Traditionally, the flaneur is normally considered as a male who goes and watches the river of life flow past him in all its majesty and splendour. It is usually perceived that the males can only marvel at the everlasting magnificence and the astonishing concord of life in the capital cities, a harmony so advantageously upheld among the mayhem of human freedom (Purdy, 2004). Nevertheless, I, Flanunes, a 24-year-old woman, always conflicted with this notion and always wanted to break the misconception that flaneur is always male. To break this notion, I decided to take a walk on Oxford Street back in the festive season of 2015 as the entire area was to be soon decked out in sparkling lights, and as retail activity picked up over the last few months of the year. Consequently, there was really no better time to come to find lots of bargains here.
This was not my first walk on this street as I used to walk here with my father back in the 1990s when we lived just a few blocks from here. So the thought of seeing how much things have changed since then also motivated me to take a walk on this street.
As far as my knowledge goes, Oxford Street has been one of the main arteries pulsing through the heart of the London’s West End for centuries, and its roots can be dated all the way back to Roman periods. During the Middle Ages, the 1.5-mile-long street (stretching from Marble Arch station to the west and Tottenham Court Road station to the east) used to be recognised as Tyburn Road, and was the central road leading from London to Oxford.
At present, with over 200 million visitors every year, Oxford Street is the busiest shopping street in Europe, and the most common shopping endpoint in London. As I love to shop, this street was a heaven for me. Though many of its stores were packed full of high-end, boutique items, I didn’t necessarily need to be made out of money to enjoy all that Oxford Street had to offer.
I reached the street by tube. Back in the 1990s, there used to be only three underground stations but at present there are five different underground stations within walking distance to Oxford Street: Marble Arch (via the Central line); Tottenham Court Road (via the Central and Northern lines); Piccadilly Circus (via the Bakerloo and Piccadilly lines); Oxford Circus, (via the Bakerloo, Central and Victoria lines) and Bond Street (via the Central and Jubilee lines).
I planned my tour as per the shop opening times which tend to stay open much later than anywhere else in London. However, because each shop had different opening and closing times, I first checked their official website before visiting any specific stores such as Accessorize, Adidas, Claire’s Accessories, Evans, Longines, Kingdom Of Sweets, Boux Avenue and Dune London. During its earlier years, the street was lined with independent traders selling wares, but nowadays it has expanded to consist of over 300 stores ranging from retail chains, flagship stores and designer outlets (Strawberry Tours.com, 2016).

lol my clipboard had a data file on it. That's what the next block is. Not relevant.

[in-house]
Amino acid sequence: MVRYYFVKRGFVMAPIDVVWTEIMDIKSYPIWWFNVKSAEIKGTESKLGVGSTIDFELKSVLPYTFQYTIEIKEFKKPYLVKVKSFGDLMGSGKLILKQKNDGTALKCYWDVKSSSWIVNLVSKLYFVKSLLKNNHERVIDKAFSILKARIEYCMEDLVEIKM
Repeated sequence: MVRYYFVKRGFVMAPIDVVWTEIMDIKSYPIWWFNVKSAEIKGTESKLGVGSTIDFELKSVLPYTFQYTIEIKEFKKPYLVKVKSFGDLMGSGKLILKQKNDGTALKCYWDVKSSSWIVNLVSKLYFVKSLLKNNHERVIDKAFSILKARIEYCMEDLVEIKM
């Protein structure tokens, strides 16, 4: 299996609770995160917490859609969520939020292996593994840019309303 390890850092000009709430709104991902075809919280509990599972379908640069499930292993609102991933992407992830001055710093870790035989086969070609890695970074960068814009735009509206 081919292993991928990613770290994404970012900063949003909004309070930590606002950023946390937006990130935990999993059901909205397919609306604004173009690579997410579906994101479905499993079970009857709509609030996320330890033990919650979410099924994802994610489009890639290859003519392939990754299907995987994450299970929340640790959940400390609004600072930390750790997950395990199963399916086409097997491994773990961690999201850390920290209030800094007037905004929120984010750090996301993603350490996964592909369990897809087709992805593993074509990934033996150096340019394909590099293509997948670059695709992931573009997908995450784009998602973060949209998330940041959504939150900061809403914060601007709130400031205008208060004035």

For example, I saw two Marks & Spencer stores on the Street. The first branch, Marks & Spencer Marble Arch, was at the connection with Orchard Street while the second branch was between Tottenham Court Road and Regent Street. Similarly, the 100 Club, in the underground room of No. 100, has been operating as a live music site since 1942. It was supposed to be secure from violence fears owing to its covert place.
There was also Oxford Street campus of London College of Fashion which is a part of the Arts University London.
In 2015, Lush, the cosmetics retailer, opened a store here which is company’s largest retail premises on 9300 square feet and covering three floors.
Heading from east to west, I noticed that the shops got gradually posher and larger, with several high-end jewellery and fashion boutiques to be located around Bond Street. Oxford Circus, meanwhile, marked the junction between Regent Street and Oxford Street, and it was on this corner where I found the flagship Topman and Topshop stores, along with the huge Nike Store.
Heading along Regent Street provide me the accessibility to some of the most iconic places in the capital, counting Hamelys and Apple’s flagship store– possibly the most famous toy shop in the world along with FAO Schwarz in New York.
Continuing westwards, I was stumbled upon the Disney Store; as I was looking to do some Christmas shopping while in the capital I found the perfect gifts for all my friends and family here. Eventually I reached the end of Oxford Street at Marble Arch, which acted as the entrance to Hyde Park.